It is also well known that in various rankings of nations by life expectancy, child welfare, literacy, schooling, economic equality, standard of living and competitiveness, Denmark and Sweden stand in the first tier.

Well documented though they may be, these two sets of facts run up against the assumption of many Americans that a society where religion is minimal would be, in Mr. Zuckerman’s words, “rampant with immorality, full of evil and teeming with depravity.”

Which is why he insists at some length that what he and his wife and children experienced was quite the opposite: “a society — a markedly irreligious society — that was, above all, moral, stable, humane and deeply good.”

Mr. Zuckerman, a sociologist who teaches at Pitzer College in Claremont, Calif., has reported his findings on religion in Denmark and Sweden in “Society Without God” (New York University Press, 2008). Much that he found will surprise many people, as it did him…. Read this in full at

Churches can stop a shooter or anyone else intent on harming church members with the proper security measures in place, an expert on protecting places of worship says. “A church is not helpless when they have a plan, and properly trained security,” said Jeff Hawkins, the executive director of the Christian Security Network.

First Baptist Church in Maryville, Illinois, had a security plan in place when a gunman walked into services Sunday morning, March 8, and killed Pastor Fred Winters, said Tim Lawson, another pastor at the church.

It’s essential that a church must balance having a security presence while still keeping a house of worship open to everyone, Hawkins said. “Some churches choose armed guards, some have a much more subtle security presence where you wouldn’t even know it’s there.” A church should have five security plans in place to deal with evacuation, long-term shelter, medical emergencies, lost or missing children and violent confrontations, he said.

“Every church is different so you need something that is going to work for that particular church’s culture and size,” he said. “And I think now, especially after September 11, people want to feel secure. They want to know if they bring their family somewhere, it’s going to be a safe environment. Everyone should approach this realistically and not say, ‘This couldn’t happen here in church,’ because we see it happen all the time.”…. Read this in full at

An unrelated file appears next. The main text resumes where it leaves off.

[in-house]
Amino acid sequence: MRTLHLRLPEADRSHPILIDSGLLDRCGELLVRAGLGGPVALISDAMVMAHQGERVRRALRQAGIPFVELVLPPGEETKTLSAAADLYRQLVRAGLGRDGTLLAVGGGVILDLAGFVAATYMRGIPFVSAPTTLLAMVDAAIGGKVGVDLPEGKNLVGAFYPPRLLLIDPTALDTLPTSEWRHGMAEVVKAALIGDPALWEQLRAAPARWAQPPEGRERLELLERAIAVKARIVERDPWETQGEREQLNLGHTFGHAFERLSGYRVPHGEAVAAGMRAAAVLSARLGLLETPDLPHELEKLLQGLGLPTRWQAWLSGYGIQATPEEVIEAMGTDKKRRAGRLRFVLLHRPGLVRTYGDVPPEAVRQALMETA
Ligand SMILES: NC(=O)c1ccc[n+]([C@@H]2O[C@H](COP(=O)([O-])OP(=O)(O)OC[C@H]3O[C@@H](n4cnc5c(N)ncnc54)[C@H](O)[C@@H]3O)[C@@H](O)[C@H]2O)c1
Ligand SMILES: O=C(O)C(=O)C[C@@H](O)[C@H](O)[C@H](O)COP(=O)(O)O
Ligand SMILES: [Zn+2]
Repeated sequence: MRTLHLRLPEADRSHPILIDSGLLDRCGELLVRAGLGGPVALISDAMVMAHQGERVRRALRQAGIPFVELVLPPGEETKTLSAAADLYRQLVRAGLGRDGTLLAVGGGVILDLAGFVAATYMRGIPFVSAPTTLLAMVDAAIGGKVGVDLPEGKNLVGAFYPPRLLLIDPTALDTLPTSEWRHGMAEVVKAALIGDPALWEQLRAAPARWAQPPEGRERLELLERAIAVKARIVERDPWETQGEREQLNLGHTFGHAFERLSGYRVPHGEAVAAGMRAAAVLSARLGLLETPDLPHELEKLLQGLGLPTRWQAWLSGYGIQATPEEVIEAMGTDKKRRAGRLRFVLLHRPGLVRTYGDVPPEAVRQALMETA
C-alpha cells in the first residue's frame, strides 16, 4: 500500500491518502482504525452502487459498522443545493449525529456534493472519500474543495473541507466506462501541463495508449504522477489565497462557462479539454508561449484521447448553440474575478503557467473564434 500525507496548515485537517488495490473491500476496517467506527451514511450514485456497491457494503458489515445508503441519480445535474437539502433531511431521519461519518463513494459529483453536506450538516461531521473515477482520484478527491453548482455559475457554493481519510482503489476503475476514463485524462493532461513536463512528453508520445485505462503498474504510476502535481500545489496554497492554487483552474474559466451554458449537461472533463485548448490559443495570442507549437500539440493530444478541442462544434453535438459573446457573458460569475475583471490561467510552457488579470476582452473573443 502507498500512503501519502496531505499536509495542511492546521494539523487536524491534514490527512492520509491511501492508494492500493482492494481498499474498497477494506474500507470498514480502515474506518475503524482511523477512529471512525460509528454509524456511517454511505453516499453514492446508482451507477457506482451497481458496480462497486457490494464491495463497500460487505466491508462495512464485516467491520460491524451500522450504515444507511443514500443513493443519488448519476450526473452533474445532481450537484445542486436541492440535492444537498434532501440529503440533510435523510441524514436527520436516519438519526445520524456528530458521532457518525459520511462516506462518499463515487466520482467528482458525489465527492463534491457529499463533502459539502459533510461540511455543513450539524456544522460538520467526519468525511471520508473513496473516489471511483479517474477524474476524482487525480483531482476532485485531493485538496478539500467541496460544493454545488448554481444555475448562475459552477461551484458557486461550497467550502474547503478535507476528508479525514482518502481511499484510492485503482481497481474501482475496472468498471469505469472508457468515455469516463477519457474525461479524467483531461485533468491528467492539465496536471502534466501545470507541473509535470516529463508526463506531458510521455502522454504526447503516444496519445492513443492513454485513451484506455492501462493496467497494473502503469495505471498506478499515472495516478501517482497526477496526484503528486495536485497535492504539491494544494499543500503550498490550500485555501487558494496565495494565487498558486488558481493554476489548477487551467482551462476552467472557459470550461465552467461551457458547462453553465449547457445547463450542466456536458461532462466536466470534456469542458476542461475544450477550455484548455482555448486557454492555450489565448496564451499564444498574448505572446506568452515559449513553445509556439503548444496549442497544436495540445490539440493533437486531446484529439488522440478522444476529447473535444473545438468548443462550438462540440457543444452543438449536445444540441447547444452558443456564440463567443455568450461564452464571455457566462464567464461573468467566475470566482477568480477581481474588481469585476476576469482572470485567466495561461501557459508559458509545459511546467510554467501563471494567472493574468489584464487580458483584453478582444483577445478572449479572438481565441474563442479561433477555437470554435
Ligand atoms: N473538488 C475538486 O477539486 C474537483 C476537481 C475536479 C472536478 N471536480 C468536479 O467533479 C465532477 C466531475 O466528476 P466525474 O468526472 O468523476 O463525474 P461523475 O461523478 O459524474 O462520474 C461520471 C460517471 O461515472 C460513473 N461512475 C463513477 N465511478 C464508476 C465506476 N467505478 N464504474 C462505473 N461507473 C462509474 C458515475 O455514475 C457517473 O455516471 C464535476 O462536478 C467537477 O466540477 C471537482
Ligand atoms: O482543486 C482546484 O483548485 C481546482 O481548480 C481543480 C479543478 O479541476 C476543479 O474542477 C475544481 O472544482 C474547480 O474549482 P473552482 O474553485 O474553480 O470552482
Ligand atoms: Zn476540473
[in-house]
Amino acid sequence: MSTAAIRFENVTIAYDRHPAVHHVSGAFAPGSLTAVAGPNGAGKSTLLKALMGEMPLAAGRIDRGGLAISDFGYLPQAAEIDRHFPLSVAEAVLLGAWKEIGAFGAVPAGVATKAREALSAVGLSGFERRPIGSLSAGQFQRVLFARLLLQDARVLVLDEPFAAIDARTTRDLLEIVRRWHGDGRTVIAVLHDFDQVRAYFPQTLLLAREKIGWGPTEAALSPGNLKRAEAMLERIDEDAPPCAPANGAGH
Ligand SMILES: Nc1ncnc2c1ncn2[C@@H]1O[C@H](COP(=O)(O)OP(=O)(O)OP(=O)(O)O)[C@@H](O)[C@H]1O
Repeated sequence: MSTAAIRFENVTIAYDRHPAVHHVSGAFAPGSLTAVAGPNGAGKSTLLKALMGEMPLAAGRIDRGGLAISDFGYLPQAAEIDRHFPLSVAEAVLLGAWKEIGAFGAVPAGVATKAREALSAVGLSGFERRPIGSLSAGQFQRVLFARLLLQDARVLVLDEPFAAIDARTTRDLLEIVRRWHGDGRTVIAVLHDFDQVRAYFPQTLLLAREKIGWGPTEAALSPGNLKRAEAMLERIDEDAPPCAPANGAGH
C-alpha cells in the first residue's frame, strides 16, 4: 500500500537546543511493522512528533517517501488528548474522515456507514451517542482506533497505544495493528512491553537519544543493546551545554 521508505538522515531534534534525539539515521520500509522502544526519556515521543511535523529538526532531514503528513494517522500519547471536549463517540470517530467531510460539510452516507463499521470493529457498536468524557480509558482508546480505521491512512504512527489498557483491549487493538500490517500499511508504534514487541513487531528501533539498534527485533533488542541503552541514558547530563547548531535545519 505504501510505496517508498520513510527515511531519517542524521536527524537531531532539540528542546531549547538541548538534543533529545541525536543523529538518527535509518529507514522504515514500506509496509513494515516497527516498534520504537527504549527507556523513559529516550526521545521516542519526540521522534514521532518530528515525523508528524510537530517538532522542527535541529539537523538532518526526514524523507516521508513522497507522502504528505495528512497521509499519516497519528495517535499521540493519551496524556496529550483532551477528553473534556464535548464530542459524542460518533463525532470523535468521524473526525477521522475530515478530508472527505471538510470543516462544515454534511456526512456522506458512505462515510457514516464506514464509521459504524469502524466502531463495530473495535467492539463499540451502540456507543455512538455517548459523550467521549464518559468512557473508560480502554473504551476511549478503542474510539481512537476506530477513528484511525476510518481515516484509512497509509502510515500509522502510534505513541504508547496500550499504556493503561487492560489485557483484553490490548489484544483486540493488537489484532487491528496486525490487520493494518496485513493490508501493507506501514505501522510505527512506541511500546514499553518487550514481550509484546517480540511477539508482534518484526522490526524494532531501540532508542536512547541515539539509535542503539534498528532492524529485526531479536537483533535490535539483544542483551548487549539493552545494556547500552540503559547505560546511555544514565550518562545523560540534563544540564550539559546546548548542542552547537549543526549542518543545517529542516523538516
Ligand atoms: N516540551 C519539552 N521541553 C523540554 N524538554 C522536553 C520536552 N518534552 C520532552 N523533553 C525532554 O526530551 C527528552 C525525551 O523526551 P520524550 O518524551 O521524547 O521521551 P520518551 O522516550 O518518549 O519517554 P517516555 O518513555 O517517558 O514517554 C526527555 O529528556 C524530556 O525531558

by John Lukacs
Historical knowledge—indeed, any kind of human knowledge—is necessarily subjective. That is what I tended to think in my early 20s. Soon I found that I was wrong. Subjectivity is merely the obverse side of objectivism and objectivity; there is something wrong with the entire Cartesian coin, of a world divided into object and subject, because subjectivism as much as objectivism is determinist.

Every human being sees the world in his own way. That is inevitable but not determined. We choose not only what and how we think but what and how we see. According to subjectivism I can think and see in only one (my) way; he in another (his) way. This is wrong, because thinking and seeing are creative acts coming from the inside, not the outside. Which is why we are responsible both for how and what we do or say as well as for how and what we think and see (or, for what we want to think and for what we want to see).

Knowledge, which is neither objective nor subjective, is always personal. Not individual: personal. The concept of the individual has been one of the essential misconceptions of political liberalism. Every human being is unique, but he does not exist alone. He is dependent on others (a human baby for much longer than the offspring of other animals); his existence is inseparable from his relations with other human beings.